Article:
Wednesday, December 4, 2013 at 9:19 PM
The Democratic candidate for lieutenant governor took on his tax problems head-on in a conference call with reporters today. But as Statehouse correspondent Karen Kasler reports, the call left many with as many questions as answers.
Senate Minority Leader Eric Kearney of Cincinnati had hoped to settle the questions about the hundreds of thousands of dollars in outstanding federal and state tax liens owed by him, his wife and their publishing business.
“I will be releasing an unprecedented amount of financial information about the company and our plan to repay our portion of the company’s back taxes,” he said in a conference call with reporters.
Kearney was joined by a Democratic spokesman, but not by the man he’s running with, Cuyahoga County Executive Ed FitzGerald. After encountering a little trouble getting a series of spreadsheets to reporters on the conference call, Kearney stayed on the call for more than an hour and a half, going over the details of the back taxes, interest and penalties owed by KGL Media, the publisher of the Cincinnati Herald, and the debts owed by him and his wife Jan.
“This is not, nor has it ever been, a matter of my wife and myself failing to pay our personal income taxes,” he said.
Kearney has blamed his tax problems on the troubles facing the newspaper and media industry.
He said in federal taxes, the business owes just over $561,000, and he and his wife owe more than $83,000 on behalf of their corporation.
He said the maximum owed the state is a little more than $95,000, but some of that is in dispute. And he said he and his wife are on a payment plan for the rest.
And there was new information in this call—Kearney revealed that he owes $86,000 in federal taxes for a company that dissolved nearly 10 years ago.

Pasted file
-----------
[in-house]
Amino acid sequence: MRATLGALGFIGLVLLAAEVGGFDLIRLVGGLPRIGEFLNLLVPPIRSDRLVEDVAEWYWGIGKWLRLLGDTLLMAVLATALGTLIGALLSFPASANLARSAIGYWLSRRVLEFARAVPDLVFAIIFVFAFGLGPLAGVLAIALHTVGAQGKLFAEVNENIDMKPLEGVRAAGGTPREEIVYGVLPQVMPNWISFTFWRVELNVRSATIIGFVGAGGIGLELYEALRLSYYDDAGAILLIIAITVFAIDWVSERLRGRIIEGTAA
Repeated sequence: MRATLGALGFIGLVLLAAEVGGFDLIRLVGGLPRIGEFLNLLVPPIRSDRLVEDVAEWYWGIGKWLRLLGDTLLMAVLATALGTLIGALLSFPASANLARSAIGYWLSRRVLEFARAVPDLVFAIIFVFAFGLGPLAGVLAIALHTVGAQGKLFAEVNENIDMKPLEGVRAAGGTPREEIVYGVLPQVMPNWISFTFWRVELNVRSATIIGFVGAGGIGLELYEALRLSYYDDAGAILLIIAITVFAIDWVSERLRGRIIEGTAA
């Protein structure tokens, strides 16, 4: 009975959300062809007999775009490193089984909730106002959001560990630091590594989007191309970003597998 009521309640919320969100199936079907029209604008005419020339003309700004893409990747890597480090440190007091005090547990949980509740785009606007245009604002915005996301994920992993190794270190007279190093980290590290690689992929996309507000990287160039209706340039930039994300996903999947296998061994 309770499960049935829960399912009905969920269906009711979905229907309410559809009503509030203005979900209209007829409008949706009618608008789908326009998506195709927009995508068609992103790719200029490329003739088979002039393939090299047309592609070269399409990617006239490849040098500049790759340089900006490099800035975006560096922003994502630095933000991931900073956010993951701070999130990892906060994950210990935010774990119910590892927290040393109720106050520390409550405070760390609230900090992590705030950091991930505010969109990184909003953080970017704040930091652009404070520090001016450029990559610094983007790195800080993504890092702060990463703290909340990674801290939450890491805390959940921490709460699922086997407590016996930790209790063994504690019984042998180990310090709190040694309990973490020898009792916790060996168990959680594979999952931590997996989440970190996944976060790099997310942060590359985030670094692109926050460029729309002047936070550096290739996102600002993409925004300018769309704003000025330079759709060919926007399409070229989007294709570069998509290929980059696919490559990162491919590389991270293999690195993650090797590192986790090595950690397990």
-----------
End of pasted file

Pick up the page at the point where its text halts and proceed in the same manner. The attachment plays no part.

That potentially brings the tax total to more than $825,000.
Kearney took repeated questions not only about the back taxes and his personal debt with American Express—which sued him for more than $14,000—but also about when Ed FitzGerald, the Democratic candidate for governor, knew about these issues.
“During the vetting period, I provided financial information,” Kearney said. “Today’s information is of unprecedented detail.”
He said several times that the FitzGerald campaign knew about his tax issues, and as he was repeatedly asked when and what the campaign was told, he appeared to be getting exasperated.
“I provided the information to the campaign about my personal financial situation and the company’s financial situation,” Kearney said.
Kearney was careful to say that FitzGerald stands behind him and has not asked him to step down—which Kearney said he has no intention of doing, saying he’s in the race to stay.
And he said he and FitzGerald have not had any discussions about his tax troubles being a liability for the campaign. In fact, Kearney said they may strengthen his case to Ohio voters, especially other small business owners. As expected, Republicans weren’t impressed.
“What we saw today was unprecedented,” said Chris Schrimpf, spokesman for the Ohio Republican Party. “I gather that word was used a lot.
“This ultimately is about Ed FitzGerald,” Schrimpf continued. “It’s Ed FitzGerald’s decision. Ed FitzGerald put him on the ticket. He said that he stands by him. We are happy to have Eric Kearney on the ticket. It shows where Ed FitzGerald’s priorities lie.”
Schrimpf says Republicans plan to use Kearney’s tax troubles in the campaign—even though Ohio Republican Party chair Matt Borges has documented tax problems of his own, which have gotten Borges repeatedly blasted by Democrats as a “tax cheat.”
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